It’s back, but perhaps not quite as you knew it. This weekend, Formula One returns and the first round starts in Melbourne, home of the Australian GP.
A raft of regulation changes far too technical for yours truly to explain in forensic detail means that the cars are bigger, faster and in theory harder to drive. It should make for a better spectacle.
18-year-old Canadian Lance Stroll is the only rookie in the field this year, driving for Williams, although Stoffel Vandoorne (McLaren) and Esteban Ocon (Force India) have only driven in a handful of races. They start their first full campaigns.
Reigning champion Nico Rosberg decided to retire following his title success, meaning Valtteri Bottas takes his place at Mercedes and Felipe Massa has come out of retirement to join Stroll at Williams.
Out with the old…
As well as Nico Rosberg, leaving the grid is Jenson Button, and although he hasn’t officially retired, taking on the role as McLaren’s reserve driver and ambassador, it is highly unlikely that he will race in F1 again. Esteben Gutierrez lost his place at Haas and has moved to Formula E.
The Manor team has folded, so there are two fewer cars on the grid than last year. Pascal Wehrlein replaces Felipe Nasr at Sauber while Esteban Ocon moves to Force India.
There will be no German Grand Prix this season, so the calendar is back to 20 races.
So, can we expect a big shake up?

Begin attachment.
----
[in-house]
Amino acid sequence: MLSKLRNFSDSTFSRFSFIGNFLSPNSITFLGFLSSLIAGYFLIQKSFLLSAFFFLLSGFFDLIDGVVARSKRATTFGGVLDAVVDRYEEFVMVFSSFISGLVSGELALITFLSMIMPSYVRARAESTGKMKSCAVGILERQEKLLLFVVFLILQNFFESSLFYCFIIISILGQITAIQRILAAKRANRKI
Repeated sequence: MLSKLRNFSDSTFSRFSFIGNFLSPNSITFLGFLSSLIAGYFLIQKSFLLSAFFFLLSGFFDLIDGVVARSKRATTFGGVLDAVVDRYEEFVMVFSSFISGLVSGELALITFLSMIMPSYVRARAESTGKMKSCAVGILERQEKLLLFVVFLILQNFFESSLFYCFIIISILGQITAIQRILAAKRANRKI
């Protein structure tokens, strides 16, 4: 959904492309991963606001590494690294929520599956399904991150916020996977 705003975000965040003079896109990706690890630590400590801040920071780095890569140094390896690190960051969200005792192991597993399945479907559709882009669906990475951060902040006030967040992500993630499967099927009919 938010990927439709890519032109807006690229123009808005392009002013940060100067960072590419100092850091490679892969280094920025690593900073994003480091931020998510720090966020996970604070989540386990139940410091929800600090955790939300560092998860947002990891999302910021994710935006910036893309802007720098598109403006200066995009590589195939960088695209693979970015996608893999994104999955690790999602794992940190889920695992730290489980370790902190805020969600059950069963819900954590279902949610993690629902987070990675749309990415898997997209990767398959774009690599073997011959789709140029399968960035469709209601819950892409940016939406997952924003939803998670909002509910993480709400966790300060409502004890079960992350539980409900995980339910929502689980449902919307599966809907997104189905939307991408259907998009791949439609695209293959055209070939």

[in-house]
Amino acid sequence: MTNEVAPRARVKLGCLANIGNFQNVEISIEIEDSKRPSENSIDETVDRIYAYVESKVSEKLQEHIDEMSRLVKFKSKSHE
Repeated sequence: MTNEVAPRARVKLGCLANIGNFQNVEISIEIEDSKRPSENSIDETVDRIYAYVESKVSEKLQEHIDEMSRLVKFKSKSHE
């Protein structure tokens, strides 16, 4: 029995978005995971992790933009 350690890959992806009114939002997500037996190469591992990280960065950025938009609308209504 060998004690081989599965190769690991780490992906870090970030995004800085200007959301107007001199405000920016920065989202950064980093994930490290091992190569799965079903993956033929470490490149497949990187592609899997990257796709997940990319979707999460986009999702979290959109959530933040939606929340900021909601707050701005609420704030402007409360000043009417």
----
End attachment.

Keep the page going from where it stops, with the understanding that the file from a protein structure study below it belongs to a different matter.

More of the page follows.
Maybe, but don’t get your hopes up too much. Mercedes, Red Bull, and Ferrari are likely to remain some way ahead of the pack. You can’t always read a lot into times during testing but Ferrari appear to have made a big step forward and it is hard to see them failing to win a race this season.
McLaren have really struggled and failed to complete a race distance during testing. Cracks in their relationship with Honda are obvious while Sauber are expected to be bringing up the rear with them.
The midfield could, however, be very competitive. Force India – now bedecked in a new pink livery – were best of the rest in 2016 but could come under threat from Williams, Toro Rosso and Renault, who have recruited Nico Hulkenberg to join Jolyon Palmer.
Haas – now with Kevin Magnussen alongside Romain Grosjean – made a great start to 2016 but faded as the season went on and continue to be troubled by the same issues that dogged them last year. It could be a difficult second season for them, although if Ferrari have made a big step up, they could again get off to a flyer before Renault – who power Toro Rosso as well as Renault and Red Bull – catch up.
I think Lewis Hamilton will still be the man to beat, particularly with a new team-mate who will take time to settle in at Mercedes. However, what interests me is Ferrari. If they have made a huge gain, then whoever gets the upper hand between Kimi Raikkonen and Sebastian Vettel could be poised to take the fight to Hamilton, and that will certainly be worth watching. But I still think Hamilton will prevail.
What do you think?